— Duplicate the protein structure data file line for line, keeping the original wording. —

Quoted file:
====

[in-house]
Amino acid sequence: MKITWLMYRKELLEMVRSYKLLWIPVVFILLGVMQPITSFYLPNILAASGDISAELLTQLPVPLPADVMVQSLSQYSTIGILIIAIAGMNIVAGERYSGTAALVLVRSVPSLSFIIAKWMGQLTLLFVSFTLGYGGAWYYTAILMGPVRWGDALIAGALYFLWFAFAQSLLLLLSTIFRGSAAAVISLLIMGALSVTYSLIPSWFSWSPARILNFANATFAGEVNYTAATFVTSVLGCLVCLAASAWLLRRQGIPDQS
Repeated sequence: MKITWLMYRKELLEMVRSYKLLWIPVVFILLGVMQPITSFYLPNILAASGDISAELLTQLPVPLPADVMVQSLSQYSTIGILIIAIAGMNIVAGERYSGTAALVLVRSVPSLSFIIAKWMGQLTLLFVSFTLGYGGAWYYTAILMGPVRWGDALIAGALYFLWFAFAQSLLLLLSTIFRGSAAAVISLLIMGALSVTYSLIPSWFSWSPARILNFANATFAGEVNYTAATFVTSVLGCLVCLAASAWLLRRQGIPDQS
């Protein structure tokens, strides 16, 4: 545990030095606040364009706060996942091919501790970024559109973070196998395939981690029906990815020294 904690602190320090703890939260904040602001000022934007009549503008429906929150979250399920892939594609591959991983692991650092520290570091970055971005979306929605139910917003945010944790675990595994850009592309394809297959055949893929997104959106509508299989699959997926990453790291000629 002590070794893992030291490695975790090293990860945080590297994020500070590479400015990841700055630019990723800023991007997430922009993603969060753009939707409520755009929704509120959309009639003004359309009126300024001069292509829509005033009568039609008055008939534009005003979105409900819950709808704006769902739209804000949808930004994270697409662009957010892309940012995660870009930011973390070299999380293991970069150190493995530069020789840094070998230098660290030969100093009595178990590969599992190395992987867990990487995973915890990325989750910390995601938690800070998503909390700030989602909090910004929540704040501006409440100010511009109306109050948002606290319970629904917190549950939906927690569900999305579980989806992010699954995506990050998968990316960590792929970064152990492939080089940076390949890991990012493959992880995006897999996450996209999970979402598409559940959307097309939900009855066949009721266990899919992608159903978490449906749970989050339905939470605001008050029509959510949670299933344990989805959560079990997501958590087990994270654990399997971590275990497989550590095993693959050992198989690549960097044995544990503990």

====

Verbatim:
[in-house]
Amino acid sequence: MKITWLMYRKELLEMVRSYKLLWIPVVFILLGVMQPITSFYLPNILAASGDISAELLTQLPVPLPADVMVQSLSQYSTIGILIIAIAGMNIVAGERYSGTAALVLVRSVPSLSFIIAKWMGQLTLLFVSFTLGYGGAWYYTAILMGPVRWGDALIAGALYFLWFAFAQSLLLLLSTIFRGSAAAVISLLIMGALSVTYSLIPSWFSWSPARILNFANATFAGEVNYTAATFVTSVLGCLVCLAASAWLLRRQGIPDQS
Repeated sequence: MKITWLMYRKELLEMVRSYKLLWIPVVFILLGVMQPITSFYLPNILAASGDISAELLTQLPVPLPADVMVQSLSQYSTIGILIIAIAGMNIVAGERYSGTAALVLVRSVPSLSFIIAKWMGQLTLLFVSFTLGYGGAWYYTAILMGPVRWGDALIAGALYFLWFAFAQSLLLLLSTIFRGSAAAVISLLIMGALSVTYSLIPSWFSWSPARILNFANATFAGEVNYTAATFVTSVLGCLVCLAASAWLLRRQGIPDQS
């Protein structure tokens, strides 16, 4: 545990030095606040364009706060996942091919501790970024559109973070196998395939981690029906990815020294 904690602190320090703890939260904040602001000022934007009549503008429906929150979250399920892939594609591959991983692991650092520290570091970055971005979306929605139910917003945010944790675990595994850009592309394809297959055949893929997104959106509508299989699959997926990453790291000629 002590070794893992030291490695975790090293990860945080590297994020500070590479400015990841700055630019990723800023991007997430922009993603969060753009939707409520755009929704509120959309009639003004359309009126300024001069292509829509005033009568039609008055008939534009005003979105409900819950709808704006769902739209804000949808930004994270697409662009957010892309940012995660870009930011973390070299999380293991970069150190493995530069020789840094070998230098660290030969100093009595178990590969599992190395992987867990990487995973915890990325989750910390995601938690800070998503909390700030989602909090910004929540704040501006409440100010511009109306109050948002606290319970629904917190549950939906927690569900999305579980989806992010699954995506990050998968990316960590792929970064152990492939080089940076390949890991990012493959992880995006897999996450996209999970979402598409559940959307097309939900009855066949009721266990899919992608159903978490449906749970989050339905939470605001008050029509959510949670299933344990989805959560079990997501958590087990994270654990399997971590275990497989550590095993693959050992198989690549960097044995544990503990």